Bobby Parnell facing extended absence as elbow tear may require surgery

Bobby Parnell looks on from the mound in Bobby Parnell looks on from the mound in the ninth inning of a game against the Washington Nationals at Citi Field on March 31, 2014. Photo Credit: Newsday / Thomas A. Ferrara

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The Mets had seen the radar gun readings, and how they spiked one day and dipped the next. They noticed the string of 90s, and 92s, and 94s -- and they noted the absence of 98s.

Through it all, their belief remained unchanged. The road from neck surgery is long and rebuilding strength takes time. The readings would improve. Eventually, they felt they would see the real Bobby Parnell.

Now, just two days into the regular season, that assumption might be in serious doubt.

Doctors discovered a partially torn ligament in Parnell's right elbow, the Mets announced during a day off Tuesday. The diagnosis could put the 29-year-old closer in line for elbow surgery.

Parnell raised red flags when he blew a save Monday. His fastball topped out at 94 mph, continuing a trend that began in spring training. After the game, manager Terry Collins reiterated that Parnell simply needed more time to recapture strength in his right arm.

"As Bobby said, it's a work in progress," Collins said. "He's got to build it up. He hit 95 in spring training. He hit 94 today. You know, he's gonna get there."

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However, Parnell complained of tightness in his right forearm after the game. According to a source, it was the first time this spring that Parnell raised any concern about his arm. Soon thereafter, Parnell was at Manhattan's Hospital for Special Surgery, where doctors discovered the tear.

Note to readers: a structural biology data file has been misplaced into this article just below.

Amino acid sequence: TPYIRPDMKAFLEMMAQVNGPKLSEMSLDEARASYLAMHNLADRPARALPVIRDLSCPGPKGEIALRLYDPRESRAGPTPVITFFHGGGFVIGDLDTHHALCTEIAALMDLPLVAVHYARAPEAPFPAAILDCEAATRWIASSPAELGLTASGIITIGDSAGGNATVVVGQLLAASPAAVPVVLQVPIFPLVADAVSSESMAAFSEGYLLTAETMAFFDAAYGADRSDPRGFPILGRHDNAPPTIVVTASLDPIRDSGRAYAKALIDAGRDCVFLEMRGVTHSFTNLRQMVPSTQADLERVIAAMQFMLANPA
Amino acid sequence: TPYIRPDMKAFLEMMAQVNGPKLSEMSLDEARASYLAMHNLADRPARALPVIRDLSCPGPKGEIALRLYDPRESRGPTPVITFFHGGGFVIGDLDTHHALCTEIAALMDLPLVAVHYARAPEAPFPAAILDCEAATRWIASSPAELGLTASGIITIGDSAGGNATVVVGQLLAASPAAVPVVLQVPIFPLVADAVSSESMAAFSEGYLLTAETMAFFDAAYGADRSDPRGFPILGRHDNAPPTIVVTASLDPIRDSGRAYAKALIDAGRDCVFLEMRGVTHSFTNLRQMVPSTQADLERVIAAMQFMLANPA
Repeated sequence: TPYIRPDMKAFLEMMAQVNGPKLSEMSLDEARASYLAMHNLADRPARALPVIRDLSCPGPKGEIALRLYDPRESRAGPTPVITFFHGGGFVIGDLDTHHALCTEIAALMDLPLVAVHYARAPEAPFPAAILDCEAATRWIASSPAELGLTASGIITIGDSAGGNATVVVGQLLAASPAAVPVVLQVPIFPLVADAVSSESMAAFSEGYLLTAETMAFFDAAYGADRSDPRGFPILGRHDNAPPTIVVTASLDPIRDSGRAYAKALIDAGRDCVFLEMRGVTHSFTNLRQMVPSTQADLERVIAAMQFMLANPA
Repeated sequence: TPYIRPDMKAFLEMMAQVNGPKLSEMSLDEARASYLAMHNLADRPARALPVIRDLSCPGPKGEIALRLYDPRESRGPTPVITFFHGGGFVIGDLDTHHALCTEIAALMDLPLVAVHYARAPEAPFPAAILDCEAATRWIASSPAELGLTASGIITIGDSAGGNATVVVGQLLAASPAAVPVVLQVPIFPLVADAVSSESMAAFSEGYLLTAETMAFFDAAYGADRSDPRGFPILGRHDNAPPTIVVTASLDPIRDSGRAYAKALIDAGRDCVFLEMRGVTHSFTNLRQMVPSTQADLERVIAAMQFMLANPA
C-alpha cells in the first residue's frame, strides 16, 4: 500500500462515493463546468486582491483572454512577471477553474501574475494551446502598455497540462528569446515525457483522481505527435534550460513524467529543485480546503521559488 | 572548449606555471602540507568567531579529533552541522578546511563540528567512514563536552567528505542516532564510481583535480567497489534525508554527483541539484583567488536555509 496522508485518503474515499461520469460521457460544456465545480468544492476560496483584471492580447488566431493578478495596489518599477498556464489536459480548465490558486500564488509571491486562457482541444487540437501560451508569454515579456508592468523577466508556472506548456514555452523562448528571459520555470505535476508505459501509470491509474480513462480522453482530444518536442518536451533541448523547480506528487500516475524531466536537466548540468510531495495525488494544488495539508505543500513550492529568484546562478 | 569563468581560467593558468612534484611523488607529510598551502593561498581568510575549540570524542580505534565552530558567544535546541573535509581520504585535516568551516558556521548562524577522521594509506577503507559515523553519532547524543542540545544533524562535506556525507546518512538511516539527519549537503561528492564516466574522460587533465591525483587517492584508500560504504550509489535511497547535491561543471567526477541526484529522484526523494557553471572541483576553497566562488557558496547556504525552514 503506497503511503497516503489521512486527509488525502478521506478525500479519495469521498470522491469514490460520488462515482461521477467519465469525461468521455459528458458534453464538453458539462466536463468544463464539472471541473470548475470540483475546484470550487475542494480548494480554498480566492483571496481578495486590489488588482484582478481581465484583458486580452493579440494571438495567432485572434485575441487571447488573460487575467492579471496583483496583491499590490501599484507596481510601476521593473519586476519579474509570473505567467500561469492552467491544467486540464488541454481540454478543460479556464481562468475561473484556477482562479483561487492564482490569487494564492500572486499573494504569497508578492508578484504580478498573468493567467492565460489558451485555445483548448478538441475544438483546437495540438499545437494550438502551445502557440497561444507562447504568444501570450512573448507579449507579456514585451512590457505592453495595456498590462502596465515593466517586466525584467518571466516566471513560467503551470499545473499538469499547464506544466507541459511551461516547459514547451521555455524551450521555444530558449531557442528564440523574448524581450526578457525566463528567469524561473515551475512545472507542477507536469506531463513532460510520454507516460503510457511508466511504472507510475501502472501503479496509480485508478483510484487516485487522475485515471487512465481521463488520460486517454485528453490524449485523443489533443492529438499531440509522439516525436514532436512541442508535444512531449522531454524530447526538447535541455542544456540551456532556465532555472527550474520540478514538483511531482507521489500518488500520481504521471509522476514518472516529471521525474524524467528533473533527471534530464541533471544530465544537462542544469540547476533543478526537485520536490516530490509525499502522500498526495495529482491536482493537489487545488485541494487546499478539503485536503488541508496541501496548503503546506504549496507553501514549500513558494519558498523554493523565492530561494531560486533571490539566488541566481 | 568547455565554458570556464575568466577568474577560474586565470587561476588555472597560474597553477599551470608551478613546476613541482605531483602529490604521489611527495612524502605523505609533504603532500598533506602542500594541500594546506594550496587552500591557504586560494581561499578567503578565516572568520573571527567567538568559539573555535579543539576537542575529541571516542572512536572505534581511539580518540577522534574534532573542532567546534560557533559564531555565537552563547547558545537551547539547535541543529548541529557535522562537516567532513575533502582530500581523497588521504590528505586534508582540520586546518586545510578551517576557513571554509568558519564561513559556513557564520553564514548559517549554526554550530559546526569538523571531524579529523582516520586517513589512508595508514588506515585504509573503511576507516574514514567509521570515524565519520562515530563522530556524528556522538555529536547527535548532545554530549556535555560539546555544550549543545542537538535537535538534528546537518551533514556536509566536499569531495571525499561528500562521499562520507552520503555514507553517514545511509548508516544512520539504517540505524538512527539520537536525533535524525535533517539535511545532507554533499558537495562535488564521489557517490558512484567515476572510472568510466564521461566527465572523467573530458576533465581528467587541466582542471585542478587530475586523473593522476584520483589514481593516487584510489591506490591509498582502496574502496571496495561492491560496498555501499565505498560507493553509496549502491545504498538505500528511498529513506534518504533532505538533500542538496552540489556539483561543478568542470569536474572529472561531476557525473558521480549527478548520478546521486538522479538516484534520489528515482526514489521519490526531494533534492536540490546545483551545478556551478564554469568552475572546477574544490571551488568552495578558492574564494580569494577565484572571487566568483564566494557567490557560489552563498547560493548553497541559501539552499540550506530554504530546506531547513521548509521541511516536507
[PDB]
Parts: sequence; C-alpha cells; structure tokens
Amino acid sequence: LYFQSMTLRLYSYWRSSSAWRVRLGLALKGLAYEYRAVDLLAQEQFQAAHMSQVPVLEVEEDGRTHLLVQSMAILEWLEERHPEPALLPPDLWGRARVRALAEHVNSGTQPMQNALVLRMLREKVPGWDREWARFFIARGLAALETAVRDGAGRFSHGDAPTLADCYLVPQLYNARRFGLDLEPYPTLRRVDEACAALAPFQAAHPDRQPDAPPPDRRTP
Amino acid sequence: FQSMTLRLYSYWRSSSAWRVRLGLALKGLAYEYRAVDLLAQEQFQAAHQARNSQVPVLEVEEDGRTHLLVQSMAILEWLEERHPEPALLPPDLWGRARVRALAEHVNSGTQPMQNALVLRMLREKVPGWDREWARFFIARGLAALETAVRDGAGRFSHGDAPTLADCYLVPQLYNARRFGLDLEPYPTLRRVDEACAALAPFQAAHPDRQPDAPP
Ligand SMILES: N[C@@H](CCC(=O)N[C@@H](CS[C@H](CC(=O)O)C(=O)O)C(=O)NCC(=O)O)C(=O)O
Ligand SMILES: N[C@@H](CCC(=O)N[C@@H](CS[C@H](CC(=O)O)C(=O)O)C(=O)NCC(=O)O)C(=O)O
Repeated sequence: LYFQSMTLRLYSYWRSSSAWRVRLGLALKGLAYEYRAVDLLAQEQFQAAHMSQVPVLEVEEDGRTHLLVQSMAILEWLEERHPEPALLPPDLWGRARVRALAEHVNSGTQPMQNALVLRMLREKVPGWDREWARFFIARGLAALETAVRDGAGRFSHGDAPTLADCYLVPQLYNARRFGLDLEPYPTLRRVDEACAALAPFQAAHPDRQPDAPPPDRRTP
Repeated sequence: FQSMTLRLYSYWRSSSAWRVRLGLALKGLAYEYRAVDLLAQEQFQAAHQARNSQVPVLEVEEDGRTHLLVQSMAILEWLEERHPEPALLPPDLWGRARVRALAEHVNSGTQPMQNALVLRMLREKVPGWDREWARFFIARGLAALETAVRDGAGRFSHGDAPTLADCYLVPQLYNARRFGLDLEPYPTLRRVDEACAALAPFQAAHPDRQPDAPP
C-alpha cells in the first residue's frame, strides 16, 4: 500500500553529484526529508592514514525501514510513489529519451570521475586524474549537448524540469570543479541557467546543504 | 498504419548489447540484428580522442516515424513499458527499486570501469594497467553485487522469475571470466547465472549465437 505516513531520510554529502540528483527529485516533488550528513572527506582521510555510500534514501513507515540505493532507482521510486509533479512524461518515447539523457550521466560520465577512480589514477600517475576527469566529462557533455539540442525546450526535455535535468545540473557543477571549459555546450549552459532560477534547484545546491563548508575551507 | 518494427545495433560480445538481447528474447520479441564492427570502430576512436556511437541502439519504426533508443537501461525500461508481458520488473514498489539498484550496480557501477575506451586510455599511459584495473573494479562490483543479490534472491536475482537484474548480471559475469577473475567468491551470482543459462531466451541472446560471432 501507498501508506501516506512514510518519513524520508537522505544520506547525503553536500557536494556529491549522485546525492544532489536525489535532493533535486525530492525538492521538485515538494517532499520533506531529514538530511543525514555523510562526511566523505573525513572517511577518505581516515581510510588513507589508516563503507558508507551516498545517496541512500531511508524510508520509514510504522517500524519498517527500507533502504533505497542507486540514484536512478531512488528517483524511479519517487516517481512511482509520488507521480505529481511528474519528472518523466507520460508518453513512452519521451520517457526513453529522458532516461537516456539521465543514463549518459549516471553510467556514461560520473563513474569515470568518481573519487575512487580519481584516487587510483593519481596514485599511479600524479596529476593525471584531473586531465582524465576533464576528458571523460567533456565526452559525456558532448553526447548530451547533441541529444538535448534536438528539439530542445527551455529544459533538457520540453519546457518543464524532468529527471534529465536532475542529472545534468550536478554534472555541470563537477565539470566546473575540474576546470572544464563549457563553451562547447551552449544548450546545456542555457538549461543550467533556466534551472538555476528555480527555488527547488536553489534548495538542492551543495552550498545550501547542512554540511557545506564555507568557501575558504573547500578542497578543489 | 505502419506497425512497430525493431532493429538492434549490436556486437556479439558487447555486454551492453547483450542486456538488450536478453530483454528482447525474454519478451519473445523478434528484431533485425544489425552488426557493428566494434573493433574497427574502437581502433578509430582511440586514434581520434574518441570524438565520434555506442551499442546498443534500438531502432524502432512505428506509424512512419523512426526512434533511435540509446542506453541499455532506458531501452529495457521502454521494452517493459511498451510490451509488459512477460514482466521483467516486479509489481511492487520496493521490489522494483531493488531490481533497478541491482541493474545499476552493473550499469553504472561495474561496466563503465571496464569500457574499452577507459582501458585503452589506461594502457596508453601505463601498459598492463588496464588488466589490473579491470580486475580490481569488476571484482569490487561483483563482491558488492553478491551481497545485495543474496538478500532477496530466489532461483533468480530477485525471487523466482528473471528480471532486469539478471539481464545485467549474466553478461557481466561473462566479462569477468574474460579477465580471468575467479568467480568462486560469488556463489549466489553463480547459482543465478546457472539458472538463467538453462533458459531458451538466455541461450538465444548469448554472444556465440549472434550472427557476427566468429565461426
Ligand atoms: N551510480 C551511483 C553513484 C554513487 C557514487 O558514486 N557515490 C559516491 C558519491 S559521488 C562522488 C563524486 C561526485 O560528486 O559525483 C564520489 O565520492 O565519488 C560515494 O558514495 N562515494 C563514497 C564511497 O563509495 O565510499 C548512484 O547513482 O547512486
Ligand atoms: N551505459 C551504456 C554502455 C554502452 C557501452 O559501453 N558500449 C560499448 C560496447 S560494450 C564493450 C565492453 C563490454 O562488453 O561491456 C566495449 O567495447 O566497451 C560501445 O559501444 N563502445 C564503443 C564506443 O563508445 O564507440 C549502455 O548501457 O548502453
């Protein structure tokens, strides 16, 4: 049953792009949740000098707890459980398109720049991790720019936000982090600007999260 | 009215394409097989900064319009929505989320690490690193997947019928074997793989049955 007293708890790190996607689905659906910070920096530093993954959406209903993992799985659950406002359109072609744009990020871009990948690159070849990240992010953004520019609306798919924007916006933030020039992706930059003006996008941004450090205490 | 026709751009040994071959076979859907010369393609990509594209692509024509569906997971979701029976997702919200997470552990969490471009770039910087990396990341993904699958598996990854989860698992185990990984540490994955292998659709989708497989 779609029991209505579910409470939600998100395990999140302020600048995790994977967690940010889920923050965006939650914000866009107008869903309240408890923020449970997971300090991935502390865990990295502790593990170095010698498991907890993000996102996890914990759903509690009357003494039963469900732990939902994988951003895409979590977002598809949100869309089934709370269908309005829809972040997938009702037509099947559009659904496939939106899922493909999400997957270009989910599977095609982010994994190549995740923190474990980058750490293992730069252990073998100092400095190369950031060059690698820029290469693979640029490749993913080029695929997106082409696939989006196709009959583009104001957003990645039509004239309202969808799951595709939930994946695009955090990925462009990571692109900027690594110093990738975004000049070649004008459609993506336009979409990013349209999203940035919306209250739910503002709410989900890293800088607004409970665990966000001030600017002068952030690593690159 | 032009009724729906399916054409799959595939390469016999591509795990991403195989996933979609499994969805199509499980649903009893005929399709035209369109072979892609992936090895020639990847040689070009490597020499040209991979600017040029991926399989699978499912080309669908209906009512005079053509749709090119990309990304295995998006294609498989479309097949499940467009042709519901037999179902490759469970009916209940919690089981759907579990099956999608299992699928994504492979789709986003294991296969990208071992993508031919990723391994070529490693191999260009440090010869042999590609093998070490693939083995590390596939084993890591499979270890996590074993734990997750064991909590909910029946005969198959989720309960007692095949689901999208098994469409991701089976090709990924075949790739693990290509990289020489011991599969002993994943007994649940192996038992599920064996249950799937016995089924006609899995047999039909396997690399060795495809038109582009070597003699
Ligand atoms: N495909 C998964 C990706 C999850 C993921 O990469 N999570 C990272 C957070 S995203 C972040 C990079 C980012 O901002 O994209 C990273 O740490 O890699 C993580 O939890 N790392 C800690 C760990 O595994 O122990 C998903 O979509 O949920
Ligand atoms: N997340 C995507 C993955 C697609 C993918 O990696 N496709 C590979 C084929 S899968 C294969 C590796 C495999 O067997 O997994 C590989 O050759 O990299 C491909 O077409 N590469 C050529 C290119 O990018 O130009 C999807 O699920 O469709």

For now, Parnell hopes to avoid surgery. He has opted for rehab, so he won't throw again for two weeks. He has also received a platelet-rich plasma injection, an increasingly common treatment designed to speed up the healing process.

But even if he circumvents the surgeon's table, he appears headed for an extended absence, a damaging blow to the Mets' 90-win hopes.

Since Sandy Alderson took over as general manager following the 2010 season, Mets relievers have consistently ranked among the worst in the National League. On Opening Day, Alderson pinned the bullpen's hopes of improvement on Parnell, who established himself last season in the closer's role.

Until a herniated disc in his neck ended his season in late July, Parnell saved 22 games and posted a 2.16 ERA in his first extended opportunity to close for the Mets. Throughout his recovery, Parnell consistently stated his intent to be ready for Opening Day.

But his diminished velocity prompted the Mets to consider a contingency plan. Collins explored limiting Parnell to no more than two consecutive appearances early in the season. For games when Parnell was unavailable, save chances would fall to 36-year-old Jose Valverde, who signed a minor-league deal for a chance to resurrect his career with the Mets. Valverde, who has 286 career saves, now is in line to close.

With Parnell expected to go on the 15-day disabled list, the Mets called up 37-year-old reliever Kyle Farnsworth. To add him, the Mets must make room on the 40-man roster, though they have yet to announce a corresponding move.

Notes & quotes: The Mets announced that infielder Wilmer Flores will join the team Wednesday with second baseman Daniel Murphy expected to officially go on paternity leave. Murphy missed Opening Day for the birth of his son, Noah . . . Jonathon Niese (left elbow inflammation) remains on track to pitch against the Reds on Sunday. During a simulated game Tuesday night in Port St. Lucie, Fla., Niese allowed four runs, including two earned, in five innings. The Mets expect to activate Niese from the disabled list Saturday.

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